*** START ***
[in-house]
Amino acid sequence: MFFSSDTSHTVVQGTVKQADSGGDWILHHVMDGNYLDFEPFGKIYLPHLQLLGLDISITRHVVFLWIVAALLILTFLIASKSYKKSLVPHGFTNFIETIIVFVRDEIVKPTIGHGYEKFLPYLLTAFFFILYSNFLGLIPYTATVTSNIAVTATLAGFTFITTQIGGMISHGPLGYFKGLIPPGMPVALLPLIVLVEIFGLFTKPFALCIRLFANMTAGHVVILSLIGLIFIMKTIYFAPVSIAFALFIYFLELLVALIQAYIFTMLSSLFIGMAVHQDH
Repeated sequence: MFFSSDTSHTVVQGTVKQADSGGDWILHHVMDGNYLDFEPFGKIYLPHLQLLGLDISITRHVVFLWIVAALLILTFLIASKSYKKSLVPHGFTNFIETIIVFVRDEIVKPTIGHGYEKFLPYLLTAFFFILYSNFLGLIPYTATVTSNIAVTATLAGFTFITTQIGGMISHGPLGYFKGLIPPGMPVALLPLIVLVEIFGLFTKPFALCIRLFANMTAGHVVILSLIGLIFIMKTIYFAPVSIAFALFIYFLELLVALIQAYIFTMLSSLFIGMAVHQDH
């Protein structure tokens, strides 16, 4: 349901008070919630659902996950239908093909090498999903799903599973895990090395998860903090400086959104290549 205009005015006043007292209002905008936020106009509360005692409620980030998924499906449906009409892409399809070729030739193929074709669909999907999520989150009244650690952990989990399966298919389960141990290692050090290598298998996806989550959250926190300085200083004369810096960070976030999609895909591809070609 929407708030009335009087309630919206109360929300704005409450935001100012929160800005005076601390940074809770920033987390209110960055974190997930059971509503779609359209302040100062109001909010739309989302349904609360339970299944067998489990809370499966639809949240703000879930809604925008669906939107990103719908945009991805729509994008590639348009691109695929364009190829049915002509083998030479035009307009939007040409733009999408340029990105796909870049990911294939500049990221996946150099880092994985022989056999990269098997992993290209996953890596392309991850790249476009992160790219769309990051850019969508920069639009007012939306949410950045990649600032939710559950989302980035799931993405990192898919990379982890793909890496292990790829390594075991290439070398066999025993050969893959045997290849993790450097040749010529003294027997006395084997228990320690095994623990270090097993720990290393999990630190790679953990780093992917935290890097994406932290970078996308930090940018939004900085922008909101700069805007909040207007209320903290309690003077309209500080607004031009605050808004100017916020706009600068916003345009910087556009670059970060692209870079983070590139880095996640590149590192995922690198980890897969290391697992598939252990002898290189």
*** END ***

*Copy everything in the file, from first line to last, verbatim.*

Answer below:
[in-house]
Amino acid sequence: MFFSSDTSHTVVQGTVKQADSGGDWILHHVMDGNYLDFEPFGKIYLPHLQLLGLDISITRHVVFLWIVAALLILTFLIASKSYKKSLVPHGFTNFIETIIVFVRDEIVKPTIGHGYEKFLPYLLTAFFFILYSNFLGLIPYTATVTSNIAVTATLAGFTFITTQIGGMISHGPLGYFKGLIPPGMPVALLPLIVLVEIFGLFTKPFALCIRLFANMTAGHVVILSLIGLIFIMKTIYFAPVSIAFALFIYFLELLVALIQAYIFTMLSSLFIGMAVHQDH
Repeated sequence: MFFSSDTSHTVVQGTVKQADSGGDWILHHVMDGNYLDFEPFGKIYLPHLQLLGLDISITRHVVFLWIVAALLILTFLIASKSYKKSLVPHGFTNFIETIIVFVRDEIVKPTIGHGYEKFLPYLLTAFFFILYSNFLGLIPYTATVTSNIAVTATLAGFTFITTQIGGMISHGPLGYFKGLIPPGMPVALLPLIVLVEIFGLFTKPFALCIRLFANMTAGHVVILSLIGLIFIMKTIYFAPVSIAFALFIYFLELLVALIQAYIFTMLSSLFIGMAVHQDH
């Protein structure tokens, strides 16, 4: 349901008070919630659902996950239908093909090498999903799903599973895990090395998860903090400086959104290549 205009005015006043007292209002905008936020106009509360005692409620980030998924499906449906009409892409399809070729030739193929074709669909999907999520989150009244650690952990989990399966298919389960141990290692050090290598298998996806989550959250926190300085200083004369810096960070976030999609895909591809070609 929407708030009335009087309630919206109360929300704005409450935001100012929160800005005076601390940074809770920033987390209110960055974190997930059971509503779609359209302040100062109001909010739309989302349904609360339970299944067998489990809370499966639809949240703000879930809604925008669906939107990103719908945009991805729509994008590639348009691109695929364009190829049915002509083998030479035009307009939007040409733009999408340029990105796909870049990911294939500049990221996946150099880092994985022989056999990269098997992993290209996953890596392309991850790249476009992160790219769309990051850019969508920069639009007012939306949410950045990649600032939710559950989302980035799931993405990192898919990379982890793909890496292990790829390594075991290439070398066999025993050969893959045997290849993790450097040749010529003294027997006395084997228990320690095994623990270090097993720990290393999990630190790679953990780093992917935290890097994406932290970078996308930090940018939004900085922008909101700069805007909040207007209320903290309690003077309209500080607004031009605050808004100017916020706009600068916003345009910087556009670059970060692209870079983070590139880095996640590149590192995922690198980890897969290391697992598939252990002898290189």